A few months later an HPAI H10N8 appeared in China, causing several deaths, followed by HPAI H5N8 which showed up in South Korean migratory birds – and commercial poultry – in January of 2014. Not to be outdone, a new H5N6 virus appeared in both China and Vietnam in the spring of last year, and much like H5N1, it can infect (and kill) humans.
HPAI H5N8 quickly spread across China and into Russia, but a big surprise came last November when a farm in Germany reported the virus (see Germany Reports H5N8 Outbreak in Turkeys), followed 10 days later by reports from the Netherlands (see Netherlands: `Severe’ HPAI Outbreak In Poultry), and again from Japan (see Japan: H5N8 In Migratory Bird Droppings).
H5N8 Branching Out To Europe & Japan
Suddenly H5N8 was on the move, in a manner which we hadn’t seen since the great H5N1 diaspora of 2006 – when that virus sprang out of southeast Asia and moved into Europe, Africa, and the Middle East.
An even bigger surprise came when HPAI H5 virus literally jumped continents and turned up – first in Canada’s Pacific Northwest (see Fraser Valley B.C. Culling Poultry After Detecting H5 Avian Flu) in early December – and then began spreading across the western United States (see EID Journal: Novel Eurasian HPAI A H5 Viruses in Wild Birds – Washington, USA).
As H5N8 arrived in Taiwan, Canada, and the United States, it has reassorted with local LPAI viruses and produced unique reassortant viruses (H5N2 and H5N1 in North America, H5N2, H5N3 in Taiwan).
How viruses shuffle their genes (reassort)
Not only has H5N8 proved to be an able hitchhiker aboard migratory birds, it appears to reassort easily with other LPAI viruses, and has churned out a remarkable number of viable offspring in a short period of time.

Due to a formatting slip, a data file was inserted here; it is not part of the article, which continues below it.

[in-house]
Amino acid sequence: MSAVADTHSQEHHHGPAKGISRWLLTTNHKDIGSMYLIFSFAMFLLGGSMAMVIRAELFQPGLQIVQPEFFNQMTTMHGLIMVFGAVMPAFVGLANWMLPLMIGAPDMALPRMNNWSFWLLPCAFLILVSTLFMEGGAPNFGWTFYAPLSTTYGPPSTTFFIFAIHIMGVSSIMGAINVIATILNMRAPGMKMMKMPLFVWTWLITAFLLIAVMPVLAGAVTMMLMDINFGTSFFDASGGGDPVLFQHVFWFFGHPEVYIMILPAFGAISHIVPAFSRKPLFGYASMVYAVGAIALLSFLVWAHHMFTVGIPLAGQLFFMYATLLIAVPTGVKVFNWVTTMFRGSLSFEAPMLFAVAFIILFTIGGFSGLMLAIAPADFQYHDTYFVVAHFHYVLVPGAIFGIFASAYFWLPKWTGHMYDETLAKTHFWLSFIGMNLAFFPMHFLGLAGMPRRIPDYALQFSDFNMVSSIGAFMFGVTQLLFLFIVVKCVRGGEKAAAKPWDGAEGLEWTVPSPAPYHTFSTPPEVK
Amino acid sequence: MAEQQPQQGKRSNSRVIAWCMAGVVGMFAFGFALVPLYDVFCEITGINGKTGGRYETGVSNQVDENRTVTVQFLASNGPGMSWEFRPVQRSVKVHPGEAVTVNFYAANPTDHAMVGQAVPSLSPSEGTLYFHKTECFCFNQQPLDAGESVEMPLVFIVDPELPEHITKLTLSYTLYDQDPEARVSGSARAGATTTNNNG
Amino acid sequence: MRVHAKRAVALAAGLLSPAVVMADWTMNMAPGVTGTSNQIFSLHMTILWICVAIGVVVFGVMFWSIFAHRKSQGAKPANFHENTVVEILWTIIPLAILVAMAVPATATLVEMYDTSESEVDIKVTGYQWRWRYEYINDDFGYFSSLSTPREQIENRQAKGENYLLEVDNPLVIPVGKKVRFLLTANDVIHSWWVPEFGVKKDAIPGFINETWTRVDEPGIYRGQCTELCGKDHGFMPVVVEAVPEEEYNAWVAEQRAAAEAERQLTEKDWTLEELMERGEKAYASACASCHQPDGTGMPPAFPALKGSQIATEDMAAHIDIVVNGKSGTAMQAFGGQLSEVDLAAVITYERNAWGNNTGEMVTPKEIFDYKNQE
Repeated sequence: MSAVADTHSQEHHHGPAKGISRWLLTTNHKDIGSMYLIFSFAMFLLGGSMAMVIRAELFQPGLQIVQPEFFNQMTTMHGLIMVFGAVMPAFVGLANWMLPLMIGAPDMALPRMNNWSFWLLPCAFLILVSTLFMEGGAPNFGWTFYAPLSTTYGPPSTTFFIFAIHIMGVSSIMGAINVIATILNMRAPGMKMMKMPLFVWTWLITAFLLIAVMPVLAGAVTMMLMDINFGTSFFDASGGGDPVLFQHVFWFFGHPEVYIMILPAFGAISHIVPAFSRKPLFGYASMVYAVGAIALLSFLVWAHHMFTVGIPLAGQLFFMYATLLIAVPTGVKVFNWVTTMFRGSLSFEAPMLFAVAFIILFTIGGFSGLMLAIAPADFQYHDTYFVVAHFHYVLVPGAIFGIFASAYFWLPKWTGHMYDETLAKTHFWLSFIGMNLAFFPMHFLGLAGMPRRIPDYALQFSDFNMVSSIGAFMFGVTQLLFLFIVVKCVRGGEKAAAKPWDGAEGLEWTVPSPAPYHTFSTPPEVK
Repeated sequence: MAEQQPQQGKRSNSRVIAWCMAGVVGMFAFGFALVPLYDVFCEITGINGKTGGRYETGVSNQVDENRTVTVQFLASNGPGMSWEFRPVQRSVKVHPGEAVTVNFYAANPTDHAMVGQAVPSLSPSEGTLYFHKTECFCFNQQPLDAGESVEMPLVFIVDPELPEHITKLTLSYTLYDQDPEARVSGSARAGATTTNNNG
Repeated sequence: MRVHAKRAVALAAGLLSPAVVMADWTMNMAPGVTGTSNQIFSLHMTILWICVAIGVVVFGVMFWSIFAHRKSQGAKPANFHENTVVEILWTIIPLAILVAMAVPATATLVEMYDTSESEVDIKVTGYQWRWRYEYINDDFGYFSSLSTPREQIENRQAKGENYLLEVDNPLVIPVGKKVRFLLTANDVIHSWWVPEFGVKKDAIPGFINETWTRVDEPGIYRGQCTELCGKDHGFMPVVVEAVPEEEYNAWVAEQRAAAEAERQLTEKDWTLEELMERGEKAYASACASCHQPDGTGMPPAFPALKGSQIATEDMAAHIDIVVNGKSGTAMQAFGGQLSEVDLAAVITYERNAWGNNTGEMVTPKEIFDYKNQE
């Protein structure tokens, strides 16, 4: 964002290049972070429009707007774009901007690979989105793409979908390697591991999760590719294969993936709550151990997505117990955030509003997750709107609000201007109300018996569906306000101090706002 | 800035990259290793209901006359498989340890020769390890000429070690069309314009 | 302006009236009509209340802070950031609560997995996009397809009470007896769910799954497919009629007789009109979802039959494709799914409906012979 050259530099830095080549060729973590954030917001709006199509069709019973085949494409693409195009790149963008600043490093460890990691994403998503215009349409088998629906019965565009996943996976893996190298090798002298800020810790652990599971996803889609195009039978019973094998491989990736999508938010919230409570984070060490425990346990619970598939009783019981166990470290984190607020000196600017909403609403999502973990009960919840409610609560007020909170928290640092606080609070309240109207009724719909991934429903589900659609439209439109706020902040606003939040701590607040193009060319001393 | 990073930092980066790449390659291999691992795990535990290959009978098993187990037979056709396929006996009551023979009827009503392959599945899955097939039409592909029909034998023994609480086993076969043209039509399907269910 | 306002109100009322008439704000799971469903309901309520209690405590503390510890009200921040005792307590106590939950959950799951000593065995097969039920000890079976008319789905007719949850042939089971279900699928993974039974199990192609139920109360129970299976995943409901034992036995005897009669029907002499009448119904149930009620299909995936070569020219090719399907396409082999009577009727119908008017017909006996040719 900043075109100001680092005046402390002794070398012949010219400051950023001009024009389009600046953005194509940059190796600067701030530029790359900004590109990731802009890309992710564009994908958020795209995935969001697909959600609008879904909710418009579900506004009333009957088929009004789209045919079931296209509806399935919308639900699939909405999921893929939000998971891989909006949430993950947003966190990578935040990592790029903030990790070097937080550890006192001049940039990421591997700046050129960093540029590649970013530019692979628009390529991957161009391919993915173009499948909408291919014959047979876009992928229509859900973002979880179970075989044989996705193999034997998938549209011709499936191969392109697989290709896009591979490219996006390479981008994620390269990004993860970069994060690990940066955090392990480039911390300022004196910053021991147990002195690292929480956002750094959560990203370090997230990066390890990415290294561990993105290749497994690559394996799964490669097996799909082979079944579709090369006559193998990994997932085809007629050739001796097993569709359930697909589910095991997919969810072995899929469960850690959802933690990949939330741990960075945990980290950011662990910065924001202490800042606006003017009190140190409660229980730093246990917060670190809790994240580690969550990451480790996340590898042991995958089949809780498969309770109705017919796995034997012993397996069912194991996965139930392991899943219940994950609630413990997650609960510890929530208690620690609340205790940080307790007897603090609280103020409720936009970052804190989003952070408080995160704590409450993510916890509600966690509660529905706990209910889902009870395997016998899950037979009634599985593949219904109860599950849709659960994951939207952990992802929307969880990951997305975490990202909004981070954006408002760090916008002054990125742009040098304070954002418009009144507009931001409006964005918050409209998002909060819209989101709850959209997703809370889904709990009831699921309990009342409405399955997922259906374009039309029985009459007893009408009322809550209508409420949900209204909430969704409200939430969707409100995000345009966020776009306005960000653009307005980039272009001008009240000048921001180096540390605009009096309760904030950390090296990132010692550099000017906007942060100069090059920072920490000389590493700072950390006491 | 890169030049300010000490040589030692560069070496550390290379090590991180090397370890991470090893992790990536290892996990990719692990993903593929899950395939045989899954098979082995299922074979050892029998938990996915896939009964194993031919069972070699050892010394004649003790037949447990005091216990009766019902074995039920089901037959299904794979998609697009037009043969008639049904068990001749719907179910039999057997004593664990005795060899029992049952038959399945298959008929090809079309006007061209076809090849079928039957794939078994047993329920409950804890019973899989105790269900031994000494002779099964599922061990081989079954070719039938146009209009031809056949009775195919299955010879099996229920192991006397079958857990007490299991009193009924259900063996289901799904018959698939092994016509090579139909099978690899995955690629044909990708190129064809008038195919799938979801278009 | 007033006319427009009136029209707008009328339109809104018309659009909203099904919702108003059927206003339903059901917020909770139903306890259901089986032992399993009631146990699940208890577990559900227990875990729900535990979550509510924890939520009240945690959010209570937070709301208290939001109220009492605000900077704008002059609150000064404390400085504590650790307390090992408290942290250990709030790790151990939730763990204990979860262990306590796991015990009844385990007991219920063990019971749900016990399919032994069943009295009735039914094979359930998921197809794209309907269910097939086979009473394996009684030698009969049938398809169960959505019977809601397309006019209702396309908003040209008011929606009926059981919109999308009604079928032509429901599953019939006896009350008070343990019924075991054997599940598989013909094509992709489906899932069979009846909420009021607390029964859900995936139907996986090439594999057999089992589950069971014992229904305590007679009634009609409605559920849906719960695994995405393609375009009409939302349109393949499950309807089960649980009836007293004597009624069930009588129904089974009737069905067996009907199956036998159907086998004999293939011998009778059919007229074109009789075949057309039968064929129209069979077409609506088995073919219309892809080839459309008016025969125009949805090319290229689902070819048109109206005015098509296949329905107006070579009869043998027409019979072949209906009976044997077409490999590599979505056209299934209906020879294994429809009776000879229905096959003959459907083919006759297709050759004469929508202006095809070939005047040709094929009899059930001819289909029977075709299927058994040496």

Of these, H5N2 has spread the fastest, and caused the most damage to the poultry industry. But the possibility of seeing additional reassortments emerge in the years to come is real, and their behavior – and their pathogenicity in birds and humans – is quite frankly, impossible to predict.
The $64 question is what comes next.
And quite frankly, no one knows. In 2007, just when it looked as if H5N1 was on the verge of becoming a global threat, it unexpectedly began to wane. The same thing could happen again, although this time the HPAI bench is deeper, as it includes H5N1, H5N2, H5N8, H5N6, and H7N9 (among others).
The expectation is that H5N8/H5N2 will return with the fall arrival of migratory birds, and if farm biosecurity measures aren’t effective - we could see a repeat of this past spring – except more states and more farms are likely to be impacted.
If that happens, it could cost the poultry industry billions, which is why on Tuesday, Secretary of Agriculture Vilsack will be meeting with state and local officials, and representatives of the poultry industry, in Des Moines, Iowa to discuss preparing for this exact possibility.
There are other scenarios, of course.
- The most dire (but hopefully the least likely) being H5N8 or H5N2 evolve to the point they could pose a human health risk. For now, the risk of infection from these viruses is deemed low by the CDC (see EID Journal: Infection Risk To Those Exposed To HPAI H5 Viruses – United States). Other plausible scenarios could involve new reassortant subtypes emerging from the interaction of H5N8/H5N2 with other native LPAI viruses. Already we’ve seen an EA/NA version of H5N1 (see USGS: Genetic Analysis Of North American Reassortant H5N1 Virus From Washington State), as the result of ongoing reassortment. And now that H5N8 has demonstrated it can be done, we need to be open to the possibility that other HPAI viruses may make the trek from Asia or Europe via migratory birds in the years to come. A threat that looms larger with each new avian flu subtype that emerges in Asia.
The same avian flu scenarios facing North America this fall and winter pose similar threats to much of Europe, Africa and the Middle East. Only the flyways that will serve as potential bird flu conduits differ.
If there are any doubts remaining over the role that migratory birds are playing in the spread of avian flu viruses, with the scrutiny they will get this fall and winter (see APHIS/USDA Announce Updated Fall Surveillance Programs For Avian Flu), there’s a pretty good chance they will be resolved over next 6 months to a year.
For more on the spread of avian viruses across long distances by migratory birds, you may wish to revisit: